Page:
*Note: Originally written on Monday, 5/12/08, the day after Mother's Day.
So I read other people's blogs, mostly women, and I read about their mothers and their kids and their miscarriages, the assorted tragedies of being a person on Earth at this time. And I, like most people, compare my life to what I read, not necessarily in a judgemental way, just comparing, measuring differences. Quite often, the biggest difference is motherhood. As in, I'm not a mother, and most likely never will be. I think there is a biological component. I'm fertile, as far as I know, but I'm at an age when most women have either had children, or their biological clock is booming like a Taiko drum, and mine isn't. It would probably not be easy for me to get pregnant now, there would be a high risk of Down's Syndrome and other abnormalities related to aged eggs, and yet, there is only the tiniest whisper of If you want it, it has to be soon. Mostly, there is deep ambivalence when I think about pregnancy and a child of my own. I don't want it the way most women seem to, the way one friend did, desperately trying to get pregnant even though she had serious doubts about her fiancee. Or the woman who's husband didn't want kids, so she poked holes in his condoms. To me, that speaks of a yearning I don't feel, lengths I'm unwilling to go to. I don't know what I expect, maybe a deep clutching sensation in my uterus, but it's just not there.
My mother wasn't a particularly good one, not like some mothers I read about, sacrificing for their children, making sure they're taken care of. I admire women who are that way, who want better for their kids and work hard to ensure it. I had some interesting, mind-expanding times with my mom, but generally I feel she was selfish and neglectful. She did things because she wanted to, and dragged her kids along when she had to, often leaving us behind. Which is a good way to make a child feel abandoned and unloved. I think my little brother felt it more than I did, since my early childhood was more stable than his.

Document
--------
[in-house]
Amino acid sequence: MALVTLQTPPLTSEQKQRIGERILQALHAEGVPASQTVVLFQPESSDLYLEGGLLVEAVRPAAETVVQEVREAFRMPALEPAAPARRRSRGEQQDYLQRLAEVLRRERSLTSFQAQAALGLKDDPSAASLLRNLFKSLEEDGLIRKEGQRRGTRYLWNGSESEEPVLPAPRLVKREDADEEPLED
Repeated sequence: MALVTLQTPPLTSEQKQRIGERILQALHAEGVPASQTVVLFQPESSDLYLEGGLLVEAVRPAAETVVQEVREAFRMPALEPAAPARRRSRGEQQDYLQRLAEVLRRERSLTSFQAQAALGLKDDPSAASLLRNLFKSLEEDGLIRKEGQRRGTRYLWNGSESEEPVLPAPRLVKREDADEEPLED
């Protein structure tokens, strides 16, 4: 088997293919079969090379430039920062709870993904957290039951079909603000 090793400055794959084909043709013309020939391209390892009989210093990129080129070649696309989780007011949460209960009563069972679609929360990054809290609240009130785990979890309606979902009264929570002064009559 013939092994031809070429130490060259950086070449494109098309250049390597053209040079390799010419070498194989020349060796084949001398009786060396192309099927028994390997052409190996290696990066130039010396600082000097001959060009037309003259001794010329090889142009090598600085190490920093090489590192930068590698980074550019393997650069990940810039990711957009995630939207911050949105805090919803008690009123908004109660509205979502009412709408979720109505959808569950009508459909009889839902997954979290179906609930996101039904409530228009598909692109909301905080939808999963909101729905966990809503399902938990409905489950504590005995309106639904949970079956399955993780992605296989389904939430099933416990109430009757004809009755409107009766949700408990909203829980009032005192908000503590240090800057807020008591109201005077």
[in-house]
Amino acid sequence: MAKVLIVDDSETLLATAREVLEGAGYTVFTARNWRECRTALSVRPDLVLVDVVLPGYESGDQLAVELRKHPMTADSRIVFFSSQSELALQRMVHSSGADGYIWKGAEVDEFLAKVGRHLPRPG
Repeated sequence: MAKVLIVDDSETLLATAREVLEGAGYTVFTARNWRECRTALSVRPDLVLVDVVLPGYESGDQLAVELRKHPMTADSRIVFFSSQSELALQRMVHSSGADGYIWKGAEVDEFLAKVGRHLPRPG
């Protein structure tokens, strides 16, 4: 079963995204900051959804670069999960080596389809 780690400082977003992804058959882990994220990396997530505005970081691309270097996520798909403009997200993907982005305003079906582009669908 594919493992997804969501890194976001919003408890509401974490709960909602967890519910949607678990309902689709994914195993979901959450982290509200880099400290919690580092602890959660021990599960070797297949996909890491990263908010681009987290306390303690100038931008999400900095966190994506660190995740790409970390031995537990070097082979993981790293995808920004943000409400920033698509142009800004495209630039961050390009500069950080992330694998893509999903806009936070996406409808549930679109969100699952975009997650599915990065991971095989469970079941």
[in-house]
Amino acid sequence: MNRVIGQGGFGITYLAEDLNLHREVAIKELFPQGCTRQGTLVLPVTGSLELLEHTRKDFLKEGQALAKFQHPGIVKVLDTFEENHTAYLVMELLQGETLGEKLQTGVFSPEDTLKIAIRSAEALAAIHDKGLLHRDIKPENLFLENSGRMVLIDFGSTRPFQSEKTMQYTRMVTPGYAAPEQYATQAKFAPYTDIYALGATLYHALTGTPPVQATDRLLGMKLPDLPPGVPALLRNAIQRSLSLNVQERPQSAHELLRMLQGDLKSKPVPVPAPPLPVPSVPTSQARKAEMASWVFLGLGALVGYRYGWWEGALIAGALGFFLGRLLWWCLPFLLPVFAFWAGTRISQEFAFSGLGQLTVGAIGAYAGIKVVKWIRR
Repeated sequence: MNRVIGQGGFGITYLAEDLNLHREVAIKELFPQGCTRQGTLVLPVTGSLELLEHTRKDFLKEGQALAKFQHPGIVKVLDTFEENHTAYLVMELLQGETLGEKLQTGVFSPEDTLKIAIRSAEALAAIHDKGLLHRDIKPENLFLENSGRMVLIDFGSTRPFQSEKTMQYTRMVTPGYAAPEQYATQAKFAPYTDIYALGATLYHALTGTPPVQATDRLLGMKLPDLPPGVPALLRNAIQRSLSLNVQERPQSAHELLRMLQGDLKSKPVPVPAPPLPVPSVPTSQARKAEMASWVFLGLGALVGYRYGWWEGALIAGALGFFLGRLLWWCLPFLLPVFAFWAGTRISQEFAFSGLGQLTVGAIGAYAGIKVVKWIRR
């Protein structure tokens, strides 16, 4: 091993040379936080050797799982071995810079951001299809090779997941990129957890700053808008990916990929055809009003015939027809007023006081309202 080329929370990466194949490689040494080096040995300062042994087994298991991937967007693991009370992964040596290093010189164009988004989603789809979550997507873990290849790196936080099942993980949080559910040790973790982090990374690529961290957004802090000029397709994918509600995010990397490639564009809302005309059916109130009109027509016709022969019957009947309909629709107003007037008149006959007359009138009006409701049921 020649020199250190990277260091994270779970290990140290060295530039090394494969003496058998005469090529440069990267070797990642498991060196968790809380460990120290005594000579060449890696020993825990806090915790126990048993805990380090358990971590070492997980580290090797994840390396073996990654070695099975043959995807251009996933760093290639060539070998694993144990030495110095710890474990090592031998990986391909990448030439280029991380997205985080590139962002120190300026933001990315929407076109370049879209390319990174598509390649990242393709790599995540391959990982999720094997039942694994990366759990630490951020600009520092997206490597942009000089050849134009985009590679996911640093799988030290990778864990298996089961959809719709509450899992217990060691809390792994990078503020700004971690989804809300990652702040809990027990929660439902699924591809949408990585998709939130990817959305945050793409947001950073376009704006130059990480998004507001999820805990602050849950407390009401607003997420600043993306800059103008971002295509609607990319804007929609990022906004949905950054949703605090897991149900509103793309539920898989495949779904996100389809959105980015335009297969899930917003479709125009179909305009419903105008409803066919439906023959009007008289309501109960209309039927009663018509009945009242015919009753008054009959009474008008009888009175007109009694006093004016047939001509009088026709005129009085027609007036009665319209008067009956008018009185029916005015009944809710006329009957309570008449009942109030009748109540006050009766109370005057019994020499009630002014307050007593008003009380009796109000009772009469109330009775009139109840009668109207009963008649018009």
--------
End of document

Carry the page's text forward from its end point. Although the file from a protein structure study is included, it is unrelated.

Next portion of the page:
I like kids, I babysat a lot when I was younger, and I enjoy being around little ones, but still, there is only the barest thought of Do I want a baby? Maybe it's a balance thing, I don't feel I have space in my life for pregnancy and kids, what with having a disabled husband and a job and aspirations of a literary nature. Or maybe I'm just pathologically lazy, kids are a lot of work and I don't want to have to deal. I do have the idea that I could be like Josephine Baker and after I'm wildly successful, adopt a huge, multicultural family of needy kids. That seems like a really cool thing to do.
I had an uncomfortable conversation with an elevator inspector once. He was asking about my family and if I had children, he had six!, and when I told him I was childless, he looked at me with pity and condecension and asserted, "Why? Children are the joy of life!" I made some flip comment like, "Not always." or something like that (I mean, were Jeffrey Dahmer and Charles Manson really the joy of their parent's lives?), when what I should have done is given him a teary, wide-eyed look, and said sadly, "I was in a horrible accident when I was young and I can't have children." Would have served the presumptuous dickhead right.